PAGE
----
„Ich vermisse Visionen, die KI als öffentliches Gut präsentieren“
Christian Katzenbach arbeitet mit seinem Kollegen Jascha Bareis an einem Projekt, das die nationalen KI-Strategien verschiedener Länder wie Frankreich, den USA oder China vergleicht, und identifiziert die unterschiedlichen Ansätze zwischen den Ländern. Der Forscher und Autor Nicolas Nova hat ihn für einen von der Stadt Lyon in Auftrag gegebenen Bericht interviewt. Die französische Originalversion des Interviews wurde im Bericht und in der französischen Zeitschrift “Millénaire 3” veröffentlicht.
NN: Who are you (as a researcher)? What are your working on? And what was the focus of your project about AI policies and national visions?
CK: Having studied media and communications, philosophy, computer science and Science and Technology Studies (STS), I have an interdisciplinary research agenda that addresses the entanglements of technology, communication, and politics. From this perspective I study platform governance, algorithmic decision-making, communication dynamics and the formation of the public sphere, and media and internet governance.
In recent years, I have become interested in the rush towards AI – which seems to be happening in all domains: media, business, politics, research. AI appears to be a catchword that is used to frame so many diverse things at once. Also the debates about bias, fairness, agency, and transparency seem to have shifted from from the notion of algorithms to the notion of AI without much of a substantial change. Based on an analysis of policy reports – such as strategy papers, plans and policies issued by institutions like the Chinese Communist Party, the White House or the French Parliament – and public discourse of state representatives, we both noted commonalities in striving to become top research hubs and economic competitive leaders, and differences in focus, approach and values between the countries, even touching upon well-known national narratives.
The term “AI” (Artificial Intelligence) is indeed very polysemic, do you see differences in the way it is framed in the different countries you looked at?
As a term “AI” is indeed used in various ways – so at the semantic level there is plenty of variation, but both within the countries that we studied as well as across the different countries. Where we have identified striking differences is the general framing of AI and its relation to social, political and economic issues. The French AI strategy, for example, that Emmanuel Macron presented in 2018 is called “AI for humanity“ and draws tight connections to a “new renaissance“, calling AI a “promethean promise“, stressing the role a strong regulatory state and the need to consider AI a “public good“. In order to “boost the potential of French research”, Macron announced his intention to strengthen public research institutes (in addition to notable public-private research partnerships) and stated his aim to create a national coordination research hub, including a network of four or five institutes across France. In total, Macron plans to spend €1.5 billion in AI during his current presidency, with the biggest part of the sum for research and industrial projects.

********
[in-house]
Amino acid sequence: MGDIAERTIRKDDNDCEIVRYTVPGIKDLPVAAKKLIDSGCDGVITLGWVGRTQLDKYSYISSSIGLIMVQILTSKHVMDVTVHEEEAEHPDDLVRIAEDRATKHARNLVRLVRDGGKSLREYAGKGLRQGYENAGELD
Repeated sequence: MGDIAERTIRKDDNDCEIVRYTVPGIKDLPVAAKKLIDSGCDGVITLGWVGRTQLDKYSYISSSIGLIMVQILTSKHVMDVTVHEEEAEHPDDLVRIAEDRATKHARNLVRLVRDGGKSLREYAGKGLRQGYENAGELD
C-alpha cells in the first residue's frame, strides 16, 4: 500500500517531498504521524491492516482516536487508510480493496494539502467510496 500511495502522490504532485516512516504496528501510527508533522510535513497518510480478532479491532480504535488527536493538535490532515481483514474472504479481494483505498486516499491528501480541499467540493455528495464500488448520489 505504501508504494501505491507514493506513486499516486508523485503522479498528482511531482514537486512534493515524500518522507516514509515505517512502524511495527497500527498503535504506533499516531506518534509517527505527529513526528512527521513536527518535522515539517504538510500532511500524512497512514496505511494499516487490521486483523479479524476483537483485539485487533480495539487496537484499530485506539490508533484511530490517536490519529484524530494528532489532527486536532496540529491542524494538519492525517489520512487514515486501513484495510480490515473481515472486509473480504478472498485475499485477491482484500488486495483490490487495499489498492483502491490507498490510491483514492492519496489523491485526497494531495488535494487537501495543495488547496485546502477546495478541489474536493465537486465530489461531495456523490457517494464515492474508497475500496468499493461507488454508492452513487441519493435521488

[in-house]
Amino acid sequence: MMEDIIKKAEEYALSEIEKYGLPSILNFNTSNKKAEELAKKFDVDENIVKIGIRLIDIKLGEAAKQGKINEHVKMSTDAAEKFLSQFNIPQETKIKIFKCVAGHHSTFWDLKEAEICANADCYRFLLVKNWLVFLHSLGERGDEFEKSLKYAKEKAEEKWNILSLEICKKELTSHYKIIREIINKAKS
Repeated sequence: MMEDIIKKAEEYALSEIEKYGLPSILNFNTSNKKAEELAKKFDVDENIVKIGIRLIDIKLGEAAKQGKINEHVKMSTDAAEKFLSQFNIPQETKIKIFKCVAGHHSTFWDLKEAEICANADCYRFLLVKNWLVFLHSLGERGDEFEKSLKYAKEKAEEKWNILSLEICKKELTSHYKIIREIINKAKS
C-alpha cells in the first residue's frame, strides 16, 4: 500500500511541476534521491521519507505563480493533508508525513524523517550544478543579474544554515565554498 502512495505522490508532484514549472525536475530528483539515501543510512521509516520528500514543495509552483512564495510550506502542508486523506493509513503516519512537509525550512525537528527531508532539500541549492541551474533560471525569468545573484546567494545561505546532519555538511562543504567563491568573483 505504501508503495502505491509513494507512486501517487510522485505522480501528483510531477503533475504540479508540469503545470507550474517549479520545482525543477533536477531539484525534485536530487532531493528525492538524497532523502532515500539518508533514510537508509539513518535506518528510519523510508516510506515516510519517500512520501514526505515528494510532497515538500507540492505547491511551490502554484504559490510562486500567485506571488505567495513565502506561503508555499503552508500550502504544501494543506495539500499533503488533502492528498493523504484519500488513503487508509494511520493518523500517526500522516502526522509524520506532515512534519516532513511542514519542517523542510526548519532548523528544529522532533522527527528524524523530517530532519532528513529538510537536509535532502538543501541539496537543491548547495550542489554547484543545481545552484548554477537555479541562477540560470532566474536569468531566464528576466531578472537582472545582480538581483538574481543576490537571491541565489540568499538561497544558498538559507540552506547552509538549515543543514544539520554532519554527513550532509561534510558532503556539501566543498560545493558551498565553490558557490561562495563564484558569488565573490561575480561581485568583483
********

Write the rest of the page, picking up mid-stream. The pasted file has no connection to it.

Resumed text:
The US, by contrast, focus their national strategy on deregulation and competitive advantages. Policy aims at removing barriers to AI innovation “wherever and whenever we can“. The US government wants to foster the combined strength of government, industry and academia and generate competitive advantage over other nations. Concretely, according to the strategy document, the US has loosened the regulative frameworks for AI in autonomous driving, the use of commercial and public drone operations and medical diagnostics. Concerning Research and Development (R&D) and the private sector, the Trump government emphasises its ambition to remain “the global leader in AI”, increasing investment in unclassified R&D for AI by over 40% since 2015 ($1.1 billion in 2015).
Among all the governments, the Chinese Communist Party (CCP) presents the most detailed, comprehensive and ambitious AI strategy. The CCP is planning to use AI as an universal problem solver. To concretise things, their detailed plan gives technical specifications of how to integrate AI into information and manufacturing industry in order to turn “China into a manufacturing (…) and a cyber superpower.” Neither the French nor the American strategy papers have such accuracy and detail, once more stressing the CCP’s determination to fulfil its ambitious three-step future plan. What is noticeable about the Chinese strategy is also the ambition to fuse such “civilian” AI technology with military innovations and applications.
Based on your search, how do you think such differences in framing AI lead to various policies?